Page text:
• Evidence is accumulating that homoeopathy does not work for cancers and may not help to reduce the adverse effects of cancer treatments, contrary to lay belief.
  • Instead, treatments have been linked to both non-fatal and fatal adverse events as well as their aggravation.
  • Seeking homoeopathic care also delays the application of evidence-based clinical care. In several cases, it has caused injuries and sometimes death.

On standards

  • Homoeopathy’s supporters argue that the standards commonly used in evidence-based medicine are not suitable for judging the “holistic effects” of homoeopathy. This claim can be debunked.
  • First, the standards are not conveniently chosen by practitioners of allopathic medicine for themselves.
  • Second, Homoeopathy advocates have failed to invent valid alternative evidence synthesis frameworks suited for testing its efficacy and safety, which are also acceptable to the critics.
  • Third, the claim about homoeopathy being holistic is typically paired with evidence-based medicine being “reductionist”.
  • Fourth, evidence-based medicine does not and should not stop at establishing empirical evidence. The quest is also to discover and explain the mechanisms underlying the evidence. In the last century, there has been no concrete evidence for proposed mechanisms of action for homoeopathy.
  • No mechanistic ( molecular, physiological, biochemical, or otherwise) evidence to explain how concepts such as “like cures like”, “extreme dilution”, and “dematerialised spiritual force” result in better health.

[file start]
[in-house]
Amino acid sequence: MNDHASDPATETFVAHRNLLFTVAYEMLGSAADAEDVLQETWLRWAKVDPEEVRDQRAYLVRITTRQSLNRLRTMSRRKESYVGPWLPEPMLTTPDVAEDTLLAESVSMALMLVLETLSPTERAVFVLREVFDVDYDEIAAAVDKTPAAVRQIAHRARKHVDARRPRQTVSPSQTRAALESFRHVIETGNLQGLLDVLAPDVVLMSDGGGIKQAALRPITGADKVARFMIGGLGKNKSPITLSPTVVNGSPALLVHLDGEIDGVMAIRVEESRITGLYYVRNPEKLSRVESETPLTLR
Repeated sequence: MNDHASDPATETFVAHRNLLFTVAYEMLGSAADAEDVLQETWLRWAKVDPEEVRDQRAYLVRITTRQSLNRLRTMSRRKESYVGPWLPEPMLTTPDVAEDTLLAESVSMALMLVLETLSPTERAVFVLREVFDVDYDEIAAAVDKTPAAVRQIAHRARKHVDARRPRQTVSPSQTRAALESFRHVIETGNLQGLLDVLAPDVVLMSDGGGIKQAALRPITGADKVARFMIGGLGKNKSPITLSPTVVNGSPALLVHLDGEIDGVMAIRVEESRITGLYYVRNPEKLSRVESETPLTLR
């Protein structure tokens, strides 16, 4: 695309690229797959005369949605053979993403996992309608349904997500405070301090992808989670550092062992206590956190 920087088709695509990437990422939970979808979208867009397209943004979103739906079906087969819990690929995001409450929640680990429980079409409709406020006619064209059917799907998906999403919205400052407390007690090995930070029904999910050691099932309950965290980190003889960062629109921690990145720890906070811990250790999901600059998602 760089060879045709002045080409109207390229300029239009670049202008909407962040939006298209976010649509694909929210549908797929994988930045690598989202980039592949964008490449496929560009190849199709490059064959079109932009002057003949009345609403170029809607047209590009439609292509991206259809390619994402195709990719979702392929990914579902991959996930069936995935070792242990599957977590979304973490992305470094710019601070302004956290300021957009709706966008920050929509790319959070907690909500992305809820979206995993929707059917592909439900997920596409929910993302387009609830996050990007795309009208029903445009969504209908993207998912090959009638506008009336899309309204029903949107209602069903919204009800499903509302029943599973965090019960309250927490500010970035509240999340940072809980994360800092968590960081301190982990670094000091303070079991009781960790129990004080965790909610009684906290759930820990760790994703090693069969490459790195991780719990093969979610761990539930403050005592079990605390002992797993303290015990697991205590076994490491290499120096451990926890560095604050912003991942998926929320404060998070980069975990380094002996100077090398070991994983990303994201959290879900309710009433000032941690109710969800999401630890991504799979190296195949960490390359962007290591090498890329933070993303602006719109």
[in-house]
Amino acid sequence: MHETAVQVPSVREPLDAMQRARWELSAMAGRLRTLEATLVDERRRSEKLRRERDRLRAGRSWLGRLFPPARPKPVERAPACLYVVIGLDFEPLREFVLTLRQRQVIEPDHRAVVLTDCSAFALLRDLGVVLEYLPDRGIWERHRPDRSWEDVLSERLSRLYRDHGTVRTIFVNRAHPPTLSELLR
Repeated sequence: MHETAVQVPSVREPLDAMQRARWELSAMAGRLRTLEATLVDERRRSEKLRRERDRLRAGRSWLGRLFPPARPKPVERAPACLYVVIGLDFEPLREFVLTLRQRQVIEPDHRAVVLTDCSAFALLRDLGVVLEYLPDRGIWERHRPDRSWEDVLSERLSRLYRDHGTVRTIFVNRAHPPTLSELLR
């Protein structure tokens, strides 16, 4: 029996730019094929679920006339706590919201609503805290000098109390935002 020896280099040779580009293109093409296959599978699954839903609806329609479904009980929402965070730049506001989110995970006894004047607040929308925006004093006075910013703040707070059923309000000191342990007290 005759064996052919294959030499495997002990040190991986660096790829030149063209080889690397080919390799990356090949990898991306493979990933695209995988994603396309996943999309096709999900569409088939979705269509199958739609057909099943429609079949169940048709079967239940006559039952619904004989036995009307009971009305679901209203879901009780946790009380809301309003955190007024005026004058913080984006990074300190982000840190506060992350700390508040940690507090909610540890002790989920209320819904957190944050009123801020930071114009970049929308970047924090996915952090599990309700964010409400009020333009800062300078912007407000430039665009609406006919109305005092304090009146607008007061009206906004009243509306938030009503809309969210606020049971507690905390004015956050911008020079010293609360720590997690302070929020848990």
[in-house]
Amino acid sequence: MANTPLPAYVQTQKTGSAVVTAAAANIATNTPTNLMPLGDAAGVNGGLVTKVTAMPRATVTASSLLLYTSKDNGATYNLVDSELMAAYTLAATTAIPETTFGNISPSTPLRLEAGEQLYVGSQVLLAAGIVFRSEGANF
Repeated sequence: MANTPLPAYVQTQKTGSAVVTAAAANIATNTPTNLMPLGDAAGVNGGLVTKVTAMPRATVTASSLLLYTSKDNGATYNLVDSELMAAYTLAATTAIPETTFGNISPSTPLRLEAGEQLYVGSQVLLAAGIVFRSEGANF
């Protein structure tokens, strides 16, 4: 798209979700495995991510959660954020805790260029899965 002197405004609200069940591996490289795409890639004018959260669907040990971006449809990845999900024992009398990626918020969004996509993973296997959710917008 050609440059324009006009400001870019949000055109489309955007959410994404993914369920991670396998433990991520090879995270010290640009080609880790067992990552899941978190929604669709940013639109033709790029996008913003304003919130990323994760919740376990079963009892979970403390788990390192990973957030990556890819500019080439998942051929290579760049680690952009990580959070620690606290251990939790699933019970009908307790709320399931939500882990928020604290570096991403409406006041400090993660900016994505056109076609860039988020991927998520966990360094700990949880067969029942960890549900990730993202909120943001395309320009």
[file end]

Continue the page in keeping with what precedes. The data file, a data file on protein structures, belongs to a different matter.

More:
• In the same period, several allopathic/modern medicine practices have updated themselves based on growing scientific evidence.

The right approach

  • Adopting a pluralistic approach in medicine can decolonise medicine. In India, homoeopathy is at odds with this.
  • Homoeopathy was introduced in 1839 in India by Austrian physician J.M. Honigberger.
  • Of course, not all colonial-era practices need to be surrendered. Those with health and developmental benefits such as evidence-based elements of allopathic medicine and gender role and caste reforms should be retained.


  • The argument to reject homoeopathy is not just based on its coloniality, but chiefly on the lack of evidence for efficacy, some evidence for lack of safety, no substantive progress on mechanisms of action in the last century, and homoeopathic practitioners’ escapist arguments. India’s path to universal health care must be grounded in evidence-based and ethics-driven medicine.